Go to TogaWare.com Home Page. Data Science Desktop Survival Guide
by Graham Williams
Duck Duck Go


20180723 The two remaining character variables are: rain_today, rain_tomorrow. Their distributions are generated by dplyr::select()ing from the dataset those variables that start with rain_ and then build a base::table() over those variables. We use base::sapply() to apply base::table() to the selected columns to count the frequency of the occurrence of each value of a variable within the dataset.

# Review the distribution of observations across levels.

ds %>%
  select(starts_with("rain_")) %>%
##     rain_today rain_tomorrow
## No      135371        135353
## Yes      37058         37077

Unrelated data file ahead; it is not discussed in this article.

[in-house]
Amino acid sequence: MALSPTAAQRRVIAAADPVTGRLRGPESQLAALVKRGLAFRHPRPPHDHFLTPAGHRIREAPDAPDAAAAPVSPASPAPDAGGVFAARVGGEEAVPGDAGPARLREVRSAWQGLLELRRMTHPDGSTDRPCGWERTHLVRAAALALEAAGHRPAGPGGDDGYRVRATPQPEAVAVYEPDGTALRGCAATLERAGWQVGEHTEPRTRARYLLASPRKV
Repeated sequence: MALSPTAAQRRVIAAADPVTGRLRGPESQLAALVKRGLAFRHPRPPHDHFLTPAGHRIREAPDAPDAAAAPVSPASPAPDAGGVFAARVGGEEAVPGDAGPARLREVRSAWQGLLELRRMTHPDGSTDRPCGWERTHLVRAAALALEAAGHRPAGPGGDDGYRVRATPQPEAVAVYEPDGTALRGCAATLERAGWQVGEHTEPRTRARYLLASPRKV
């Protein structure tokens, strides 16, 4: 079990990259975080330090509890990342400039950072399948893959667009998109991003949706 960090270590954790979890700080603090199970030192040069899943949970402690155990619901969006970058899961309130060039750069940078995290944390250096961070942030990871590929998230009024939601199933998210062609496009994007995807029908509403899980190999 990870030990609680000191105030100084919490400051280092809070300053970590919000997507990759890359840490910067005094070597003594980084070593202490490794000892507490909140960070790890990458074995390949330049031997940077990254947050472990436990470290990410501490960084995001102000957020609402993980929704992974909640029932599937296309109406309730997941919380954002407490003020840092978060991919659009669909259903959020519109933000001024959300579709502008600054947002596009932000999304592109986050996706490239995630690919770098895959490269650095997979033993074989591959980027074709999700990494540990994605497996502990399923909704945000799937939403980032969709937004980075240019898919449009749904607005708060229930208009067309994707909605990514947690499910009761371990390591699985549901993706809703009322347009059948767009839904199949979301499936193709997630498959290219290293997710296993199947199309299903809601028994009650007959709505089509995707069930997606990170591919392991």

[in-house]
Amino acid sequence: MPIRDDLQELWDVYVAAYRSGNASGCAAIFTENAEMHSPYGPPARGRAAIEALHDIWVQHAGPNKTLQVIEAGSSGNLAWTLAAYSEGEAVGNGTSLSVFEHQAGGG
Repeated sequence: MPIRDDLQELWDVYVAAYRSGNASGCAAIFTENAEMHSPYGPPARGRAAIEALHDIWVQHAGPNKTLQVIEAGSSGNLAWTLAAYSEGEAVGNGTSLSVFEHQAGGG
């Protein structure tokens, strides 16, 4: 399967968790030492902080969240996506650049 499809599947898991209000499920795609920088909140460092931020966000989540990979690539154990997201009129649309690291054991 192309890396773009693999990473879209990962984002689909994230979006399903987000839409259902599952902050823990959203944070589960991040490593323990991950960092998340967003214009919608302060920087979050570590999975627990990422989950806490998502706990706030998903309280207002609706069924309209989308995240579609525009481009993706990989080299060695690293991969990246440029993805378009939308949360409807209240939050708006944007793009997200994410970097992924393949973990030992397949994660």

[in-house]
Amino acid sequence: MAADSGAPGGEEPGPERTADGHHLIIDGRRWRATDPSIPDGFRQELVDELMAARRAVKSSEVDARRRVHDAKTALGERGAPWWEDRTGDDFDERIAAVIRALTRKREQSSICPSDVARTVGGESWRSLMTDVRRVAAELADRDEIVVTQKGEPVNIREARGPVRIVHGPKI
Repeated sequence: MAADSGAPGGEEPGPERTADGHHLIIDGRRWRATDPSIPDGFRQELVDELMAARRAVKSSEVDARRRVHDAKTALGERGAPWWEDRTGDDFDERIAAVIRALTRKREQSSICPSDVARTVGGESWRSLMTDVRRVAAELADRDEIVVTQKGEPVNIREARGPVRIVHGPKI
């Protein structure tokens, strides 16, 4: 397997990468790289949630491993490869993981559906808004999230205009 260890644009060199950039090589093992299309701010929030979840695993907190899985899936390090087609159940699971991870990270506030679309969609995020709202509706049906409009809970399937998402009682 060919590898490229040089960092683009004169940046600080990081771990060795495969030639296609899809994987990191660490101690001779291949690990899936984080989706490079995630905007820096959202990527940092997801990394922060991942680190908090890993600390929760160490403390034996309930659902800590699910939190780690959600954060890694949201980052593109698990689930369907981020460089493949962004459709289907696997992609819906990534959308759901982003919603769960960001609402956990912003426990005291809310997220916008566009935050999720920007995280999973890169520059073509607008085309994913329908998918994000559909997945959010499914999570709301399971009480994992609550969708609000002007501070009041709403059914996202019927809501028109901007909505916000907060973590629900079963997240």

Noting that No and Yes are the only values these two variables will take it makes sense to convert them both to factors. We will keep the ordering as alphabetic and so a simple call to base::factor() will to convert from character to factor.

# Note the names of the rain variables.

ds %>%
  select(starts_with("rain_")) %>%
  names() ->

# Confirm these are currently character variables.

ds[vnames] %>% sapply(class)
##    rain_today rain_tomorrow 
##      "factor"      "factor"

# Convert these variables from character to factor.

ds[vnames] %<>%
  lapply(factor) %>%
  data.frame() %>%

# Confirm they are now factors.

ds[vnames] %>% sapply(class)
##    rain_today rain_tomorrow 
##      "factor"      "factor"

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